That’s why from Cape Town in the Southern tip of the continent to Cairo in the north, from Dakar in the West to Mogadishu in the East, the story is the same – of a continent ravaged and vandalised, of a people brutalized and dehumanized, all through the activities inspired by a Western style democracy that breeds thieves and vagabonds in government and festers greed and corruption of unimaginable scale and dimension.
Now I believe that wholesomely adapting western prescriptions for peculiar political African ailments has been a big mistake. Democracy as practiced in the West has not worked well in Africa. Instead it has promoted and bred corruption, impunity, greed and the abuse of power.
The humbling question is: which African country has succeeded since granted Independence by their colonizing Western power to entrench good governance structures and practice, and established proper development and progress for their people?
The West, through their Centuries of advancement, may have succeeded in separating government from sports as we see in the United States of America and other places, but in the less developed cultures of Africa and Asia, we have witnessed the impossibility of separating government and sports.
The international sports bodies have had to conspire silently with counter super powers of the East (Russia, China, and a few others) by turning a blind eye to the Siamese relationship between everything (including sports) and government in those climes.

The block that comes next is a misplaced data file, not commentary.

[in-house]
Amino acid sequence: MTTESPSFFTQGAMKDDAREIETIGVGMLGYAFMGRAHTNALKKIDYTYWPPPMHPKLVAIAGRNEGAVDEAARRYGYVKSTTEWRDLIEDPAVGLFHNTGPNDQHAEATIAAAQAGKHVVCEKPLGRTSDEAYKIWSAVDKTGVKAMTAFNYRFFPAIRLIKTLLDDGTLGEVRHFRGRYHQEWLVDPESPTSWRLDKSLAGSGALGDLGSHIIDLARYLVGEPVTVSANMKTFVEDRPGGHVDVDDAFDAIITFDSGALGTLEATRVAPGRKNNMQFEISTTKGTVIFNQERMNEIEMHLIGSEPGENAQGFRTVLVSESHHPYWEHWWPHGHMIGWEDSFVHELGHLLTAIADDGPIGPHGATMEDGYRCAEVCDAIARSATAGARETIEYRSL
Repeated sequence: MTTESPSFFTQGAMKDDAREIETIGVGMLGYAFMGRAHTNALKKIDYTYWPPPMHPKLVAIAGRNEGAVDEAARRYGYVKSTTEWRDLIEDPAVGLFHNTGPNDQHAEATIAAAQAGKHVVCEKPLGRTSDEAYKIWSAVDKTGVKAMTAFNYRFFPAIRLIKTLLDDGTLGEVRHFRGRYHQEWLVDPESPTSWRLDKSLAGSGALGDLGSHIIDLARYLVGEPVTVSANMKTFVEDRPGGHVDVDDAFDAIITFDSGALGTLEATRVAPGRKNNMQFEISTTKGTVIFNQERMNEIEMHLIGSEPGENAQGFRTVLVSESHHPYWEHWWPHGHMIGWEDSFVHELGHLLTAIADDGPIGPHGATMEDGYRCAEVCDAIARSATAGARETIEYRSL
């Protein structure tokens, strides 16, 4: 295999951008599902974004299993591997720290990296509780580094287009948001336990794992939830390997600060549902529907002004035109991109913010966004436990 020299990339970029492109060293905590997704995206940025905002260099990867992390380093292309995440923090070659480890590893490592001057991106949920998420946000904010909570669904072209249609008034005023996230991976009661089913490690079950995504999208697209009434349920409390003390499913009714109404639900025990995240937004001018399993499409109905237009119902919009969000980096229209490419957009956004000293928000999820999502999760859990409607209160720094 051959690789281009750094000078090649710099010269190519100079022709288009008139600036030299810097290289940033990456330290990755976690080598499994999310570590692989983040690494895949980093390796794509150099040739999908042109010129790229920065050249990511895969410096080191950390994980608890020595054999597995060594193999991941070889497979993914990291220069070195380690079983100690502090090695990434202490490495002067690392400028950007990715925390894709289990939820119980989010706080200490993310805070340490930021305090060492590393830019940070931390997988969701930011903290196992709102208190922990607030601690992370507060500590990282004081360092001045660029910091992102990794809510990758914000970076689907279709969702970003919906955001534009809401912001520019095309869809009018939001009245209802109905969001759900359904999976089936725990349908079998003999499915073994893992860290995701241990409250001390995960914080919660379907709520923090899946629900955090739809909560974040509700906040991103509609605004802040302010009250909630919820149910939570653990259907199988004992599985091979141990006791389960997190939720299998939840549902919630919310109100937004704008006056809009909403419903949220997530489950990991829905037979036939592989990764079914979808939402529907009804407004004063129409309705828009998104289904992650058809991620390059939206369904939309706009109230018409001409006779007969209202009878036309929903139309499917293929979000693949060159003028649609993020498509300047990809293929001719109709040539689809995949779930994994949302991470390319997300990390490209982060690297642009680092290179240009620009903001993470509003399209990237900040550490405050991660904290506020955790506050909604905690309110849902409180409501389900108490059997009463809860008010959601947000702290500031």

That’s why, whereas we often hear of sanctions and threats of sanctions by FIFA against national football federations in Asia and Africa, similar sanctions are hardly ever meted over national federations where the relationship between their sport and government is inseparable.
In my personal experience in the past three decades at least I have been actively involved in the attempt to separate government and politics in Nigerian football. To this day, it has not been feasible and that is not because there has not been the will to do so. It is simply because of the seeming impossibility of the complete separation.
Even at present, despite several interventions by FIFA through sanctions and threats to boot, there is a new bill before the National Assembly of Nigeria proposing to berth a legal relationship between football and government contrary to the constitution of FIFA that discourages, in strong terms, any form of interference in the internal affairs of its members by government.